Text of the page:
Posted October 4, 20223:58 pm
Many cases change your clients’ lives – but have you ever stopped to think about a case that may have changed yours too?
Over a decade ago, I was a new attorney practicing business-related litigation, when I decided to Take a Case with Legal Aid. I worked closely with a senior attorney at my firm to help a family in need.
The family came home one day to find a padlock on their door – along with a notice that because of an unpaid water bill, the home was deemed uninhabitable. The family had been paying their rent on time and in full, but their out-of-state landlord didn’t pay the water bill. The shocked family had to scramble to figure out their next steps – which included reaching out to Legal Aid.
Legal Aid stepped in, assigned the case to me and my colleague, and we quickly got to work. This type of case was new to me, but with my colleague’s good counsel and mentorship, I was able to do things I had never done before. I conducted a site visit and interviewed my clients and others, researched the applicable law, drafted a complaint, and negotiated with the adverse party. For me, these were exciting opportunities as a new attorney.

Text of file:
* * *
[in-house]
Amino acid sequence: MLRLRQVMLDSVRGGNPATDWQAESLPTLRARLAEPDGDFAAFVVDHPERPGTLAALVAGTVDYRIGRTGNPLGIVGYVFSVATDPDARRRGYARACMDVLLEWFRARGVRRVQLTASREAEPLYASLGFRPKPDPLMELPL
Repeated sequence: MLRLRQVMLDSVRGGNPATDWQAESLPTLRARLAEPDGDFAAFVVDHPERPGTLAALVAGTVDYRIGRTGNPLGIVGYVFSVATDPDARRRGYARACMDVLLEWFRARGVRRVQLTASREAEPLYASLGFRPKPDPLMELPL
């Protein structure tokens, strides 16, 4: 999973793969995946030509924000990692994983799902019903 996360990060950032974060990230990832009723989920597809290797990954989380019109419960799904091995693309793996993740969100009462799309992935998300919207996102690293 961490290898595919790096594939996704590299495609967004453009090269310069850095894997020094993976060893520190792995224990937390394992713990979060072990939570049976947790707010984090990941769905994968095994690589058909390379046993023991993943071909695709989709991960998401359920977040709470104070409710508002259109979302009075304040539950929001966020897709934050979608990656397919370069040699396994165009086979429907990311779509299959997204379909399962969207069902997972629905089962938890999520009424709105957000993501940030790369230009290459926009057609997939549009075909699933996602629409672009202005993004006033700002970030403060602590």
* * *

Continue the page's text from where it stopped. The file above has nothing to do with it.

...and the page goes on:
This family’s devastating scenario could have forced them into homelessness; instead, they received a settlement and found a new place to live. It was incredibly rewarding for me to be able to help this family and really make a difference in their lives. Volunteering with Legal Aid offered me an opportunity to be this family’s voice and seek justice on their behalf.
If you are nervous to Take a Case – let this be the reassurance you need that it is worth it – both for the clients who need your help and for the opportunity to stretch yourself. Everything with this case was outside of my immediate practice area, but as lawyers we are trained to learn. My fear of taking on something unfamiliar was outweighed by the opportunity to learn new skills and help those in our community.
Greg Jolivette, Esq.
Assistant General Counsel, Sherwin-Williams